Saturday, July 4, 2009

Neutropenic Colitis

13 Year old male patient with ALL with febrile neutropenia showing marke thickening of the ceacum and ascending colon (arrows) suggestive of neutropenic colitis.

Neutropenic colitis, also termed typhlitis or necrotizing enteropathy, is an infectious condition coincident with severe neutropenia. Neutropenic colitis occurs as a complication of acute leukemia, aplastic anemia, or cyclic neutropenia. The cecum is most commonly involved, but the remaining colon and distal ileum also may be affected. Typical clinical features of neutropenic colitis are fever, watery diarrhea, abdominal pain, and occasionally a palpable mass. Recovery is correlated with remission of the underlying disease and return of adequate numbers of functioning neutrophils. Laparotomy and bowel resection is best avoided, unless gross perforation has occurred.

Plain radiographic findings of neutropenic colitis typically consist of right lower abdominal mass density surrounded by paralytic ileus or, rarely, obstruction. These findings are nonspecific and may mimic appendicitis. Barium enema studies are characterized by a thick-walled, poorly distensible cecum with thumb printing and transverse ridging. However, contrast studies are often avoided during episodes of suspected neutropenic colitis because of the danger of perforation and sepsis. The value of sonography for diagnosing neutropenic colitis has not been established; sonography may demonstrate cecal wall thickening, but presence of a pericecal paralytic ileus might impair sonographic results in some instances.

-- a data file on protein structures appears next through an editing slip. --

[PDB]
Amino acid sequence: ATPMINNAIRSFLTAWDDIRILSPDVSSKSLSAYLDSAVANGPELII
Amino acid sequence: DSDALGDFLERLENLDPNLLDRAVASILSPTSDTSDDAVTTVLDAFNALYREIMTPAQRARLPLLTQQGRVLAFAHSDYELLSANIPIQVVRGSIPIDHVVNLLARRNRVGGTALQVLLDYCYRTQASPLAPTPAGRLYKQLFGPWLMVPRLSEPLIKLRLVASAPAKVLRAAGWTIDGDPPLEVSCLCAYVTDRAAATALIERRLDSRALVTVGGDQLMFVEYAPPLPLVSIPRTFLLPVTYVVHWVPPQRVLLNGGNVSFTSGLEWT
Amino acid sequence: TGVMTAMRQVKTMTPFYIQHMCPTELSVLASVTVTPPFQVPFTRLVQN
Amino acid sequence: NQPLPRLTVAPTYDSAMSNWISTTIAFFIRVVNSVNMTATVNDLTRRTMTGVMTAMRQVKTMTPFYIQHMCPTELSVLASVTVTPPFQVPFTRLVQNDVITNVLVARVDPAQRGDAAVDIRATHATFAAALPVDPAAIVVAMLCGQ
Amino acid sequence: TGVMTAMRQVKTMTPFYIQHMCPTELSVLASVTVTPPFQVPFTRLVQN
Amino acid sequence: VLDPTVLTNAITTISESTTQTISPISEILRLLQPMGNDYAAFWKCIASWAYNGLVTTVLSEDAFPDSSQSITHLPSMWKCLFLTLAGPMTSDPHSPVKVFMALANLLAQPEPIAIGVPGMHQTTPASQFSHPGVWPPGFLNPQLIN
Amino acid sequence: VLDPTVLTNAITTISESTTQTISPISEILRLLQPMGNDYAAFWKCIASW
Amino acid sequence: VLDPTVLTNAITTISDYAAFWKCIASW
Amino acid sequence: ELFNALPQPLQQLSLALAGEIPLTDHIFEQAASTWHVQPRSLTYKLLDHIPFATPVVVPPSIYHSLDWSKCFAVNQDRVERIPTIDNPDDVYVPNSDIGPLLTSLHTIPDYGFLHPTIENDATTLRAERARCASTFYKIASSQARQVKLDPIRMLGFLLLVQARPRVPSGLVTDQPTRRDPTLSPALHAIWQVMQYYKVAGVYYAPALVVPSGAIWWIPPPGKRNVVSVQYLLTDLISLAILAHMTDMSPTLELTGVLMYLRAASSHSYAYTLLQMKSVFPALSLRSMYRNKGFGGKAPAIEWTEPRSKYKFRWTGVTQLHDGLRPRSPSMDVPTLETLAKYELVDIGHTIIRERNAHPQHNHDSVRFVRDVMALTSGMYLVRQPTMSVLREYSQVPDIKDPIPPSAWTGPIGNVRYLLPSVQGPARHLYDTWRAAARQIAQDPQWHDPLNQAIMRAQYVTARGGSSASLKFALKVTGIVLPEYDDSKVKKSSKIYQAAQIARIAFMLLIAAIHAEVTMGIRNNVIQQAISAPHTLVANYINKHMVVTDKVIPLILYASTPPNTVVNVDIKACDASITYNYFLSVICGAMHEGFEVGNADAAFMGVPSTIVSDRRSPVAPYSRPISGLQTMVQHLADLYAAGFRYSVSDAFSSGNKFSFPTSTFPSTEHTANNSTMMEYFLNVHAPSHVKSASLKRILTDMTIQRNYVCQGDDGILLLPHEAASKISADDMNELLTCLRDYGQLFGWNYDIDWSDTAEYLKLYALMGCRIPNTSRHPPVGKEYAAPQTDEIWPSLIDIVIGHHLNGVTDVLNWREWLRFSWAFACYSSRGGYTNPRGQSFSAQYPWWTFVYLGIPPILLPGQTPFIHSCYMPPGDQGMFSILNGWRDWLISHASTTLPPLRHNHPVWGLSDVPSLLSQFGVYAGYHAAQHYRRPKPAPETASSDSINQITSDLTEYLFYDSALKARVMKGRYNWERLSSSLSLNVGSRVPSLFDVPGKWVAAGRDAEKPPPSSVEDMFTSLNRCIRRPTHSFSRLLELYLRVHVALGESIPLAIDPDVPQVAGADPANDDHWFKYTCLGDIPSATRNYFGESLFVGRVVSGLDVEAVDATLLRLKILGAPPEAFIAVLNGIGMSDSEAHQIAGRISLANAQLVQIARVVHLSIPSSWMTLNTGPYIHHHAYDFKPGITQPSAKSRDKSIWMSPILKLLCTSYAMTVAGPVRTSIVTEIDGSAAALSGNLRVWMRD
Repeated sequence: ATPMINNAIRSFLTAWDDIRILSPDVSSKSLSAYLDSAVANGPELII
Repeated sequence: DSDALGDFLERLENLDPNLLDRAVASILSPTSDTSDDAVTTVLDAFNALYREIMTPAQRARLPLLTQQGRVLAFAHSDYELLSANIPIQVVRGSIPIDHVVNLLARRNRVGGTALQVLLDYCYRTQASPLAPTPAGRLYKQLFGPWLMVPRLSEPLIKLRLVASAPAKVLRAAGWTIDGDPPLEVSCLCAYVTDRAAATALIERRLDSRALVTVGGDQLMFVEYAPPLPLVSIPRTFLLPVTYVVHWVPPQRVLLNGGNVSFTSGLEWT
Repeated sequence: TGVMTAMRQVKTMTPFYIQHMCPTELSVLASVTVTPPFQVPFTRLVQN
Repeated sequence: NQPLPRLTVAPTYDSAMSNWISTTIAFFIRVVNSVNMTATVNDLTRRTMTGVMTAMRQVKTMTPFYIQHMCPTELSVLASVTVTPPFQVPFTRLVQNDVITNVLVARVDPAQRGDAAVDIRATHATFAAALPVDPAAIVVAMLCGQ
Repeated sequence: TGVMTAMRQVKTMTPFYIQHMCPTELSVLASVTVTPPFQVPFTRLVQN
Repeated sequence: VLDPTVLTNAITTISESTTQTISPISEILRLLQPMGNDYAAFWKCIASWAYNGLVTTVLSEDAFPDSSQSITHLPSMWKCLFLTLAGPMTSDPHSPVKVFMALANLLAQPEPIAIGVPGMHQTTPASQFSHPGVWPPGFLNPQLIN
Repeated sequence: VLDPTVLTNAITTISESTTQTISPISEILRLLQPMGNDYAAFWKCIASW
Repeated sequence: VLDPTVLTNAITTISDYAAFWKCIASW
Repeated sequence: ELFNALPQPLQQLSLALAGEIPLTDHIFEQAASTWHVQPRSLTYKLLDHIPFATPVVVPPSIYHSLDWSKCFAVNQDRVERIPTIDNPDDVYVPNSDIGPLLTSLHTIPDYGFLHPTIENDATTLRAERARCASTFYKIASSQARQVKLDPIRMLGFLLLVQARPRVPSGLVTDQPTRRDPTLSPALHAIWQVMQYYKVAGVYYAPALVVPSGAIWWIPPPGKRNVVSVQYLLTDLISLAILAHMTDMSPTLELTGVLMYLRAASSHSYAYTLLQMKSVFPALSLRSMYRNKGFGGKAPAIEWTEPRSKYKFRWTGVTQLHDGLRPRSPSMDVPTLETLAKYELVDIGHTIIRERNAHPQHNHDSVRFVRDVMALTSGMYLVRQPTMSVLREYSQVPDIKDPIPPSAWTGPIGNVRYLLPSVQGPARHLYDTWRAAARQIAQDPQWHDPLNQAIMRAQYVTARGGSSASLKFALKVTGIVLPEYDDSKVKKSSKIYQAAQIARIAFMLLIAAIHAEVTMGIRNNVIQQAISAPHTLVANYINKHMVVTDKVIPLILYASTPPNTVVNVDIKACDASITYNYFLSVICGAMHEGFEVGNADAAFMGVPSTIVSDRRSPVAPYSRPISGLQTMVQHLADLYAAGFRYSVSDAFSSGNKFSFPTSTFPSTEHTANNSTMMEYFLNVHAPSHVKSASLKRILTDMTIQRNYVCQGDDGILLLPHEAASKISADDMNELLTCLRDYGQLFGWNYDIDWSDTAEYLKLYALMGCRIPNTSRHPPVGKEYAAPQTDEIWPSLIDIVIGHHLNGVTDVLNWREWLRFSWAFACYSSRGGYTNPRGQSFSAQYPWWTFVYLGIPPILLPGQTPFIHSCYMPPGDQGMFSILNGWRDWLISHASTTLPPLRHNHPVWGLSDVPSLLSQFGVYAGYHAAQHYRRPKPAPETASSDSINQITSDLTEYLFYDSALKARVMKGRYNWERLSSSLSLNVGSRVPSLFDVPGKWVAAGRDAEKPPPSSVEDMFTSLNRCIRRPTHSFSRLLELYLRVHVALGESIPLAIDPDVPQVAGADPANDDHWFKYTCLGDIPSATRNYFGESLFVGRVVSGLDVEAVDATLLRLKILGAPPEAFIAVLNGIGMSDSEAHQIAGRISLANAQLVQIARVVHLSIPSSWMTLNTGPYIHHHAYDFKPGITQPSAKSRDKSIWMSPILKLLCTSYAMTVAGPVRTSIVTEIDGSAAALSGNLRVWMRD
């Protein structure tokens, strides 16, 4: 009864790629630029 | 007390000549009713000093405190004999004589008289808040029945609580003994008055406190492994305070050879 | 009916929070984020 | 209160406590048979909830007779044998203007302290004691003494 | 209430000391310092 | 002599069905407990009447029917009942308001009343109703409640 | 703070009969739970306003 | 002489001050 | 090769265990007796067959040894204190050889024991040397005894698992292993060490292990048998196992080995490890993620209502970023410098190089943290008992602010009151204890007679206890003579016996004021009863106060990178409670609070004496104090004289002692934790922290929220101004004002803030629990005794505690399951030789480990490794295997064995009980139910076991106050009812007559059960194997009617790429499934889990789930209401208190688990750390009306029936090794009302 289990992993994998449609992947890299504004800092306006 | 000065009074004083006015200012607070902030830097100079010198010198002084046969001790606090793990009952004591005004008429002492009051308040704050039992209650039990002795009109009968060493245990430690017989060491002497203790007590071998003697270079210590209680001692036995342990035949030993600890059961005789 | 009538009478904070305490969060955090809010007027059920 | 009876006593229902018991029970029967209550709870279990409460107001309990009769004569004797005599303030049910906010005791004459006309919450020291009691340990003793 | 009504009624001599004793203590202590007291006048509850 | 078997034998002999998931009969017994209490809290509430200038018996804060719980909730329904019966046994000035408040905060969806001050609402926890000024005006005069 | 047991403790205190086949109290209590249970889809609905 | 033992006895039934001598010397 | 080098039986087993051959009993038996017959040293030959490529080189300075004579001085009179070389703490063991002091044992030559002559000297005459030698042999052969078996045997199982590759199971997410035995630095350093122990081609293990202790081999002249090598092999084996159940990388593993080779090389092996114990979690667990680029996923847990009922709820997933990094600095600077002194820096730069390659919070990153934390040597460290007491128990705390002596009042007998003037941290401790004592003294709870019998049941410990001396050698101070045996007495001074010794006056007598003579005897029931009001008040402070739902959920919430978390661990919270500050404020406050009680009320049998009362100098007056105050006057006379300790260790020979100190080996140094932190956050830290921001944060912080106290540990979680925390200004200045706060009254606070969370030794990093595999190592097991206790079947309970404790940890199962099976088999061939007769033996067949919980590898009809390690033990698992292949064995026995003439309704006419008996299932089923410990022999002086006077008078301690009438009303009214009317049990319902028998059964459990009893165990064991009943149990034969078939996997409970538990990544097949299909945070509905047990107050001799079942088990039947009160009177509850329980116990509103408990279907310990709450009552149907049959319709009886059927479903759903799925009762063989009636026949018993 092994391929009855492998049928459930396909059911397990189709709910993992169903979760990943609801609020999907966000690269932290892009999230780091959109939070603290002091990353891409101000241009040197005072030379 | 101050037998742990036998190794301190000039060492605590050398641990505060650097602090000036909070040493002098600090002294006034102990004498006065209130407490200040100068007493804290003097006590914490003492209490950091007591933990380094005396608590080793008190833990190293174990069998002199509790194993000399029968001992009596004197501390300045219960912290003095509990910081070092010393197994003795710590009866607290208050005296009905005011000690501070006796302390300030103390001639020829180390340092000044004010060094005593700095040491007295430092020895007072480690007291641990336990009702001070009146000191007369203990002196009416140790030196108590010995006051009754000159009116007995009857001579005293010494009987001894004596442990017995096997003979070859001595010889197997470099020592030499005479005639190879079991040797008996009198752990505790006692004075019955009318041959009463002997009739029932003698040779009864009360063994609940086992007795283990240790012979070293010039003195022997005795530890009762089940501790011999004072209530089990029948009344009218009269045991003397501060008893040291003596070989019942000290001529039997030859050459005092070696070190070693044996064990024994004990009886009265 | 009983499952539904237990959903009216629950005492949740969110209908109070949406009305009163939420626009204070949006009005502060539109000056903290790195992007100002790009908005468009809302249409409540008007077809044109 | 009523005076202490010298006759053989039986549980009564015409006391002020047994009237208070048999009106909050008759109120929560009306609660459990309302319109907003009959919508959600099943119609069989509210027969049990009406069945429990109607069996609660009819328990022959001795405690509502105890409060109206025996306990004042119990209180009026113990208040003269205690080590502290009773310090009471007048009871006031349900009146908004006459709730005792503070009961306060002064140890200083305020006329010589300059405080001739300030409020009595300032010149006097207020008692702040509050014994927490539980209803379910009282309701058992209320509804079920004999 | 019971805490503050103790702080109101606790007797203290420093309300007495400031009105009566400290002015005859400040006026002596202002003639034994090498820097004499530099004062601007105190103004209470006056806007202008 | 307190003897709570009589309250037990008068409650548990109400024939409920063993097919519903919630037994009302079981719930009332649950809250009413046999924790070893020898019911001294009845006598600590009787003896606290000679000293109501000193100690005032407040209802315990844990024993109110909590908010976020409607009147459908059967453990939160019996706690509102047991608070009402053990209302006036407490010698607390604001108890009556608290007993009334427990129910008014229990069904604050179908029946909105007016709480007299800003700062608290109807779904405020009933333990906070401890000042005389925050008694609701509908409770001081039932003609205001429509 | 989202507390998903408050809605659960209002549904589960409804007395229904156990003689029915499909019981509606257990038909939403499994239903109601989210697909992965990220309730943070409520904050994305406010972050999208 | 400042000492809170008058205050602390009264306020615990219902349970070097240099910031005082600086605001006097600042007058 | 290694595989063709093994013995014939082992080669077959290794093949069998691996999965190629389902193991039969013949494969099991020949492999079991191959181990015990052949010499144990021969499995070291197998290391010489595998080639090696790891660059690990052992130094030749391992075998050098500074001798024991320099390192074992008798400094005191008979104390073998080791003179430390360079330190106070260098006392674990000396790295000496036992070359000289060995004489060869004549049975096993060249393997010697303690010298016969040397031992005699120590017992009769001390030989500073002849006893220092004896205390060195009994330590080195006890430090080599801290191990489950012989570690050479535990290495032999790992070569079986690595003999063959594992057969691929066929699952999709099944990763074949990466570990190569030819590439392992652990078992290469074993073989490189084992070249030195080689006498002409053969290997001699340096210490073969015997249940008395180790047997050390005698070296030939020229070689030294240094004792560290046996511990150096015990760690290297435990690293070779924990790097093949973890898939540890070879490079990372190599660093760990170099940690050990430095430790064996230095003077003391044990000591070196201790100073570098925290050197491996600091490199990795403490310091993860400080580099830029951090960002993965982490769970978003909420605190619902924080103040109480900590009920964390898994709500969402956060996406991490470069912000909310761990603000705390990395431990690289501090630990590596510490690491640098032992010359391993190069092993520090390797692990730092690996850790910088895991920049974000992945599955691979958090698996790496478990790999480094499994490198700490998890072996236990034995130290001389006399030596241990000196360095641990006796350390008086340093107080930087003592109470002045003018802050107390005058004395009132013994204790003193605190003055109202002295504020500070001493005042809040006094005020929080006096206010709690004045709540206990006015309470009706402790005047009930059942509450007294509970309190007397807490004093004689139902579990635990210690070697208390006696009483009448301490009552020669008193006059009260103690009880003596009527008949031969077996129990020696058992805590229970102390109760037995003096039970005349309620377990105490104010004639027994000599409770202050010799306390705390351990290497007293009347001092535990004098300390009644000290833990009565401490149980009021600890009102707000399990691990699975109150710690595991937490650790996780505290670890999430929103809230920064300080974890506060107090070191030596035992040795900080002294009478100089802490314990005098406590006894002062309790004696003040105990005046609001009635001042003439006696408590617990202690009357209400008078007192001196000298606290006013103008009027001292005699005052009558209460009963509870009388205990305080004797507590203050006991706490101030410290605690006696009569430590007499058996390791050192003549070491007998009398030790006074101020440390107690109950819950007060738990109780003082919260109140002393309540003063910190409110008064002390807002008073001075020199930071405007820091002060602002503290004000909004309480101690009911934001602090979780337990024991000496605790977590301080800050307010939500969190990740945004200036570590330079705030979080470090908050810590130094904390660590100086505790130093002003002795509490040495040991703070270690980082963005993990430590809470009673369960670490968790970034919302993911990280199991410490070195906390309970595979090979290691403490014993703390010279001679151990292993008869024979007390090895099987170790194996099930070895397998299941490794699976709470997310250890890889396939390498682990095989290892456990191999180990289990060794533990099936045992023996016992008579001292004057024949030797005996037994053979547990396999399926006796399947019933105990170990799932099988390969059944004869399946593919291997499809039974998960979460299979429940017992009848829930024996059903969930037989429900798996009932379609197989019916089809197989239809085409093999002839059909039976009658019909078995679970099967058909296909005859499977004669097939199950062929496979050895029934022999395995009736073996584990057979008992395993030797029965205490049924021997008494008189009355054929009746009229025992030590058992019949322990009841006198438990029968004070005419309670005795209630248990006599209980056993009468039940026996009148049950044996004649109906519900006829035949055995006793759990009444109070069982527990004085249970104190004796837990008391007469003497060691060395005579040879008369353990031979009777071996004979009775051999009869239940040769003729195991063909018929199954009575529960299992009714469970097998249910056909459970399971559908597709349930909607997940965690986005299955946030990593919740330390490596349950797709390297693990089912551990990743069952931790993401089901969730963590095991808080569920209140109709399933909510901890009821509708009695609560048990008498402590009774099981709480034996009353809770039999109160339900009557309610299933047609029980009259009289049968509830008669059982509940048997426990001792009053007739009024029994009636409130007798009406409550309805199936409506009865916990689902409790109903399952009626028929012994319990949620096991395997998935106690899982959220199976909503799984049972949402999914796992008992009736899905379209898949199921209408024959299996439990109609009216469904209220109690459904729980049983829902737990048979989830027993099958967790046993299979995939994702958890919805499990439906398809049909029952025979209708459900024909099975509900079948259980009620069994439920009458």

On CT scan there will be diffuse concentric ceacal wall thickeningThe thickened cecum will be isodense to surrounding normal bowel or contained intramural low-density areas consistent with edema, hemorrhage or necrosis, or pneumatosis. A mild paralytic ileus is often associated with neutropenic colitis. Decrease in cecal wall thickening coincided with recovery from neutropenic colitis.

Differential diagnosis of cecal wall thickening associated with neutropenic colitis includes lymphomatous or leukemic intramural deposits and hemorrhage. Lymphomas and leukemia often occur simultaneously, and both diseases may involve the bowel wall. Intramural hemorrhage and lymphomatous or leukemic deposits present as focal eccentric rather than diffuse bowel wall thickening. An abscess related to appendicitis and neutropenic colitis may exhibit similar clinical presentation. Appendicitis is a rare and deadly complication of acute leukemia and has been linked to drug toxicity. On CT, a periappendiceal abscess usually appears as a low-density mass with sharp or irregular margin. An enhancing rim or intrinsic air bubbles may be observed. Cecal wall thickening, however, is not an expected CT finding in appendicitis.

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